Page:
- The Washington Times - Monday, March 16, 2009

DES MOINES, IOWA (AP) - We’re at T-minus one month and counting until taxes are due. So far the government says more of you are doing your own taxes, and getting bigger refunds this year than last.

The IRS data compiled through the first week of March shows already this tax season refunds are higher than last year averaging $2,800.

Self filing is up 20 percent to more than 18 million as of March 6, the IRS said.

“I think people are becoming more familiar with computer use and have become more comfortable with doing financial transactions on the computer,” said Nancy Mathis, an IRS spokeswoman. “This has been one of our big growth areas for the past several years.”

Whether you do your taxes yourself or rely on a professional, there are several things to keep in mind as you prepare.

FREE TAX FILING

_This Saturday, March 21, between 9 a.m. and 2 p.m. free tax help will be offered at 250 IRS taxpayer assistance centers and 1,000 community sites across the country. If you earn $42,000 or less, you’re eligible for the free tax return preparation. Locations and details are listed by state on the IRS Web site at: http://www.irs.gov/individuals/article/0,,id204165,00.html

_The Free File Alliance is a federal tax return service available to about 98 million taxpayers who have an adjusted gross income of $56,000 or less. It’s a coalition of 19 private tax software companies that have partnered with the IRS to provide the service. More than 24 million taxpayers have used the service since it began in 2003. Through electronic filing, refunds can be delivered in as few as 10 days. A link is provided on http://www.irs.gov on the left side of the screen. Many of the companies also provide state tax filing for which they will charge a fee.

_Major tax software companies including TurboTax and H&R; Block also offer a version of free filing for the simplest federal returns. You should be sure these services meet your individual circumstances.

MISTAKES TO AVOID

_Avoiding E-filing

Many people are still nervous about filing taxes online. But mistakes are much easier to fix if you file electronically, said Jackie Perlman, a tax analyst at the Tax Institute at H&R; Block.

A mistake such as a transposed Social Security number for a child would result in an alert within 24 to 48 hours on an electronic filing. You could fix it, send it back and be done with it, Perlman said. On a paper filing, the IRS would consider it a math error and likely remove that child and any exemptions or child tax credits claimed. “It would take weeks and maybe months to straighten out,” she said.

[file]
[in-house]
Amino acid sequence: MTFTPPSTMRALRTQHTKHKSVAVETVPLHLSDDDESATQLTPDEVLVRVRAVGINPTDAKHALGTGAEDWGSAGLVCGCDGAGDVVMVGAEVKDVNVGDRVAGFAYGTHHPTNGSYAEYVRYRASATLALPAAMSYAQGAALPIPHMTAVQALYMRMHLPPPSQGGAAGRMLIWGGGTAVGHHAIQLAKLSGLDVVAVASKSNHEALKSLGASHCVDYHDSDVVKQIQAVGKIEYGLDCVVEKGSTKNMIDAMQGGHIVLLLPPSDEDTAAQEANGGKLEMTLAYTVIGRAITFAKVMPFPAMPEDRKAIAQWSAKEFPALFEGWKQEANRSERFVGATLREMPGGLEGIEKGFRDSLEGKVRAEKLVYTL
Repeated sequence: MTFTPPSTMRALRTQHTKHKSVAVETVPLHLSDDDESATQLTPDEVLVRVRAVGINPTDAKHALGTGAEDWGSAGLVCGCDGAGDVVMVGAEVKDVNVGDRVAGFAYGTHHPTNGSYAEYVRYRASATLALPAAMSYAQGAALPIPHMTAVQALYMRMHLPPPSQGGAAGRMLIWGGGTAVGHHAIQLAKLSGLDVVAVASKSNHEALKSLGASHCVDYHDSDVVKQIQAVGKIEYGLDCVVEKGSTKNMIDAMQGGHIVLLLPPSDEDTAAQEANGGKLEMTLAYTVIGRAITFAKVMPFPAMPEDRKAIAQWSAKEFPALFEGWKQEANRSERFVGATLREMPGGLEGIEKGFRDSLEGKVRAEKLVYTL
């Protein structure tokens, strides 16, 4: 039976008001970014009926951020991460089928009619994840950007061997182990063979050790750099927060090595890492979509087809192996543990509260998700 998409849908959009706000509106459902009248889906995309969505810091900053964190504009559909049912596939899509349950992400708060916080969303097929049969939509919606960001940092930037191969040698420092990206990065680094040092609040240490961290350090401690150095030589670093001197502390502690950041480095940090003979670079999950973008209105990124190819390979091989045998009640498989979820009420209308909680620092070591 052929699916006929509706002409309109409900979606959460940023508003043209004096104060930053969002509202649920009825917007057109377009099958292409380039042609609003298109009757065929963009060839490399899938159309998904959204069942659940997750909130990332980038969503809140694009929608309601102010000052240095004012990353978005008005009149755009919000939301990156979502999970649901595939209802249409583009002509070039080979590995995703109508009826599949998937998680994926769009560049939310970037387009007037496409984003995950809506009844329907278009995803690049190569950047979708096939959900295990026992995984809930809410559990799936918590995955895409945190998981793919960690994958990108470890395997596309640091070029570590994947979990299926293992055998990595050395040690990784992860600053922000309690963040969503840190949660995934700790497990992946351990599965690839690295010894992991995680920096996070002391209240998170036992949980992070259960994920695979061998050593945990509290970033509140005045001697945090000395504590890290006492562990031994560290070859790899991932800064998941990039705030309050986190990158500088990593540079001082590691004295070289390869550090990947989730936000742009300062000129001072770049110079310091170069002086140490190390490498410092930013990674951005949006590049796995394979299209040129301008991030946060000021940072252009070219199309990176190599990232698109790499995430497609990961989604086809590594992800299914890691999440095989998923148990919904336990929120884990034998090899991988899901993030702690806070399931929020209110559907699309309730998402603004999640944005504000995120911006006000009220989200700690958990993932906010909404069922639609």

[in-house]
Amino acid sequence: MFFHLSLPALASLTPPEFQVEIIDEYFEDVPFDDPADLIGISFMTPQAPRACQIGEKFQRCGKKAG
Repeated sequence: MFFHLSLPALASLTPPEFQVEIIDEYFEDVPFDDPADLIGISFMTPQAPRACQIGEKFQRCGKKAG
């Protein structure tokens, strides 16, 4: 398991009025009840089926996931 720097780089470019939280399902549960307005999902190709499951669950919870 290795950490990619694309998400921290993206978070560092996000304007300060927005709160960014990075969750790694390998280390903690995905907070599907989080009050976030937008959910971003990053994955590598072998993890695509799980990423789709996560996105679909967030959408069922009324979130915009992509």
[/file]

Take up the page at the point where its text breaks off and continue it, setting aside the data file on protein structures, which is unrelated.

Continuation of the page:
_Not filing a return

The IRS said many taxpayers are under pressure this year because of the economy and it’s extending an offer to work with those who owe taxes but can’t pay.

“People can get a little nervous if they’re a little short of cash right now,” said Mathis of the IRS. “When people cannot pay their taxes in full by April 15 they need to come in and talk to us. There are things they can do such as an installment plan. The worst thing they can do is not file a tax return.”

_Taking a refund anticipation loan

These loans cost 8.7 million taxpayers about $900 million in fees in 2007, said Laura Fisher, director of the American Bankers Association Foundation. The loans typically carry high fees and can be risky if you make an error on your tax form or for some reason your refund isn’t as much as you expected.

“You still have to pay back the bank for the loan,” she said. Filing tax forms electronically and using direct deposit can get you a refund in a week or less.

_Seeking help for complicated returns

Although most over-the-counter or online tax products walk you through many scenarios that help you do taxes on your own, that may not be enough. If you experience significant changes such as marriage, divorce, having a child or buying a house, you may want to seek the advice of a preparer.

In some cases, it’s even advisable to get a second opinion.

Just ask William Danner, of Columbus, Ohio, who discovered this when he decided to have his 2007 taxes double-checked last year. The result was he refiled his returns for three years and recovered thousands of dollars.

Danner, 44, a metal fabricator for Columbus Sign Co. said his 2007 return initially had him owing as much as $15,000 before he took it to an H&R; Block office, which was offering a second look for $29.

Danner said money he receives to care for his handicapped sister had been categorized incorrectly by his previous preparer, an accounting firm, in way that increased his tax burden. In the review, it was determined that income was considered “difficulty-of-care” payments by the IRS and weren’t required to be reported, reducing his tax burden and providing him a refund instead of a payment.

He refiled for 2005, 2006 and 2007 and recovered $20,000.

Doing his own taxes now would be too scary, he said.

“Now that I have a family, I have other deductions, kids in school, it just makes it too complicated,” he said. “It’s always good to do that second look, to have another person look at your taxes.”

The Tax Institute’s Perlman said doing your taxes yourself is a subjective decision based on an individual’s level of comfort.

With the changes many people are seeing this year _ loss of a job, a move to take a new job, changes in home ownership _ could mean they’ll need more than the standard do-it-yourself program.

“For anything that’s out of the ordinary, it has a very good idea to talk to a tax professional,” she said.

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